If all nitrogen is oxidized to nitrate and nitrate would be the only available nitrogen compound the Redfield ratio in nitrate : phosphate would be 16 x 62 : 95 = 992 : 95 = ca. 10 : 1; maybe you already have read about this 10 : 1 ratio somewhere.

However this is of little value for corals, especially hard corals and here SPS and massive LPS, since in scleractinians living tissue is only a thin film over a calcareous skeleton of many times the dry mass of the living tissue. And this skeleton is not neutral to the nutrient consumption but nutrients are incorporated in a very different ratio than the Redfield ratio. Although this is little studied, in my experience corals consume nutrients in a much narrower ratio than the Redfield ratio.
 
OP
Tim Olson

Tim Olson

Love to Learn!
View Badges
Joined
Feb 25, 2017
Messages
380
Reaction score
236
Location
Grosse Pointe, Michigan
Thank you for your straightforward explanation. Now it makes sense to me.

With regard to the ca. 10: 1 ratio, I did run across this Redfield summary that stated 10.645: 1 for Nitrates: Phosphates, but I didn't really understand it. ... "The optimal C: N: P ratio found by Redfield is about 106: 16: 1 in molar terms, or about 41.1: 7.23: 1 when expressed by weight (e.g. in mg or mg / l) . Equivalent also to maintaining a weight ratio between Carbon, Nitrate (NO3-) and Phosphate (PO43-) of about 13.67: 10.645: 1"

I don't plan on using the Redfield ratio for my corals. Although, I wanted to understand how it's calculated, as an arm-chair chemist.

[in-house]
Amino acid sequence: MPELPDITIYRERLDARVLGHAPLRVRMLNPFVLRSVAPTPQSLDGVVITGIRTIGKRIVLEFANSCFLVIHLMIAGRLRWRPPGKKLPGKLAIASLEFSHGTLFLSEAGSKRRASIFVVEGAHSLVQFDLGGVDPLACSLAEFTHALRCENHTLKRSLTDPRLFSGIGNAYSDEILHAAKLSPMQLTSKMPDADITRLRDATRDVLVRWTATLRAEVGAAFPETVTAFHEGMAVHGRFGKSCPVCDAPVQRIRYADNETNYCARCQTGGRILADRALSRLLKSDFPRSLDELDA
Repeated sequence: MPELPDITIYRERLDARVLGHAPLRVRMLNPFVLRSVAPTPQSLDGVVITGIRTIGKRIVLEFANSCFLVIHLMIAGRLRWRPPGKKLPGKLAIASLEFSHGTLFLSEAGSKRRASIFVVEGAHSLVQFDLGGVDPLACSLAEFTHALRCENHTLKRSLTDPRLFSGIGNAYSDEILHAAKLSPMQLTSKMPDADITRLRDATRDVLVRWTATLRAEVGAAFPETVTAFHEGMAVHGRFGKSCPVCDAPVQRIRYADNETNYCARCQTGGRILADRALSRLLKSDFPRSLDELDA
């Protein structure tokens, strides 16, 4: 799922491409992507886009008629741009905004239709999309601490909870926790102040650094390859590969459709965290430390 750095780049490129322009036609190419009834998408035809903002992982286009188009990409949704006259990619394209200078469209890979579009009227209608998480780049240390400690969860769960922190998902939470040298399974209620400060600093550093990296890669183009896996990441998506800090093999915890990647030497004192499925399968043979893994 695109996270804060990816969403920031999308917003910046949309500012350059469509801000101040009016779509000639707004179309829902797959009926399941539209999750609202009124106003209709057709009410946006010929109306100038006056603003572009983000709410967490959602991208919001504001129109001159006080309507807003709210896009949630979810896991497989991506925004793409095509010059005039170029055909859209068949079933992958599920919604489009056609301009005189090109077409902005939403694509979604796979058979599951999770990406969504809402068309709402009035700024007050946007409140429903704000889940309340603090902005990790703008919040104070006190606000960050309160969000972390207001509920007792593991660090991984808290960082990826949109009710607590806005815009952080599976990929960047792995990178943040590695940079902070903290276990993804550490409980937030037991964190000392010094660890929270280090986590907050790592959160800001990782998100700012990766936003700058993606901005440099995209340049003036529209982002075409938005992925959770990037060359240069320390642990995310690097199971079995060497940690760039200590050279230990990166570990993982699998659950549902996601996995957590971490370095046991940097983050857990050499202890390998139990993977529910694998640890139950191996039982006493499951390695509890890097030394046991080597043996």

:)
 

Randy Holmes-Farley

Reef Chemist
View Badges
Joined
Sep 5, 2014
Messages
43,026
Reaction score
31,607
Location
Arlington, Massachusetts, United States
Although, I wanted to understand how it's calculated, as an arm-chair chemist.

That's great! :)

I'd note that the Redfield ratio is of almost no use to a reefer, and folks widely misunderstand what it really is and what (if anything) to do with it.

Even within the narrow selection of "macroalgae", it does not usefully describe their contents. In a single study of macroalgae growing at a single ocean site, the values for N : P ratio ranges over a factor of more than 5:

 

Hans-Werner

Well-Known Member
View Badges
Joined
Aug 24, 2016
Messages
796
Reaction score
959
In bubble algae (Valonia) the bubble is the vacuole filled with water, ions and sometimes organic compounds. The living tissue is the thin "peel" that is left if you burst the bubble.

More than 20 years ago I tested the "cell sap" from the vacuole of such a bubble alga for nitrate in a tank with nitrate below the detection limit and found very high concentrations of nitrate, 100 ppm or more. The nitrate has osmotic function. Unfortunately I did not test for phosphate but I doubt there was much phosphate in the vacuole.

This shows how variation in nutrient concentrations in organisms can arise. If by chance the nutrient ratios in a tank with refugium is complementary between corals and algae, adding nutrients in the Redfield ratio may work, by chance.
 
Lazys Coral House
https://www.triton.de/en/

How healthy are your fish?

  • All of them are Healthy

    Votes: 294 81.2%
  • Most of them are Healthy

    Votes: 44 12.2%
  • Half of them are Healthy

    Votes: 3 0.8%
  • Most are Unhealthy

    Votes: 4 1.1%
  • All are Unhealthy

    Votes: 5 1.4%
  • Other (please explain)

    Votes: 12 3.3%

Online statistics

Members online
2,373
Guests online
5,774
Total visitors
8,147
WWC
Top